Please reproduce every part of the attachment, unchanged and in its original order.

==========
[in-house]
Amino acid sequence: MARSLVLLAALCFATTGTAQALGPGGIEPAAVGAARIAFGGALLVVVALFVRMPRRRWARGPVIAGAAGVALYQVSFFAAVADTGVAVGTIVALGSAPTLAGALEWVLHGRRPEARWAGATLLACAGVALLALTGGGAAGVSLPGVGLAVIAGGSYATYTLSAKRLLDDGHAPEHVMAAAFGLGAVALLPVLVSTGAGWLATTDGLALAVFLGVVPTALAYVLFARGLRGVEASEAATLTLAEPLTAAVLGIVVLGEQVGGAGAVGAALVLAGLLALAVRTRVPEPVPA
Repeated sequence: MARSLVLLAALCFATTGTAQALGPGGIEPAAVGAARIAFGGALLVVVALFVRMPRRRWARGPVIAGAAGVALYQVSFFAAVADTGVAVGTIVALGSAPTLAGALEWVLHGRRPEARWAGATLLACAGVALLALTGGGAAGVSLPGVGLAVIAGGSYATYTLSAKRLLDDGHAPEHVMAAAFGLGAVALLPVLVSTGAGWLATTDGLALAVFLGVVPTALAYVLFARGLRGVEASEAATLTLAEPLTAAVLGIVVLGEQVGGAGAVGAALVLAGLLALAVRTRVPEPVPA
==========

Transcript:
[in-house]
Amino acid sequence: MARSLVLLAALCFATTGTAQALGPGGIEPAAVGAARIAFGGALLVVVALFVRMPRRRWARGPVIAGAAGVALYQVSFFAAVADTGVAVGTIVALGSAPTLAGALEWVLHGRRPEARWAGATLLACAGVALLALTGGGAAGVSLPGVGLAVIAGGSYATYTLSAKRLLDDGHAPEHVMAAAFGLGAVALLPVLVSTGAGWLATTDGLALAVFLGVVPTALAYVLFARGLRGVEASEAATLTLAEPLTAAVLGIVVLGEQVGGAGAVGAALVLAGLLALAVRTRVPEPVPA
Repeated sequence: MARSLVLLAALCFATTGTAQALGPGGIEPAAVGAARIAFGGALLVVVALFVRMPRRRWARGPVIAGAAGVALYQVSFFAAVADTGVAVGTIVALGSAPTLAGALEWVLHGRRPEARWAGATLLACAGVALLALTGGGAAGVSLPGVGLAVIAGGSYATYTLSAKRLLDDGHAPEHVMAAAFGLGAVALLPVLVSTGAGWLATTDGLALAVFLGVVPTALAYVLFARGLRGVEASEAATLTLAEPLTAAVLGIVVLGEQVGGAGAVGAALVLAGLLALAVRTRVPEPVPA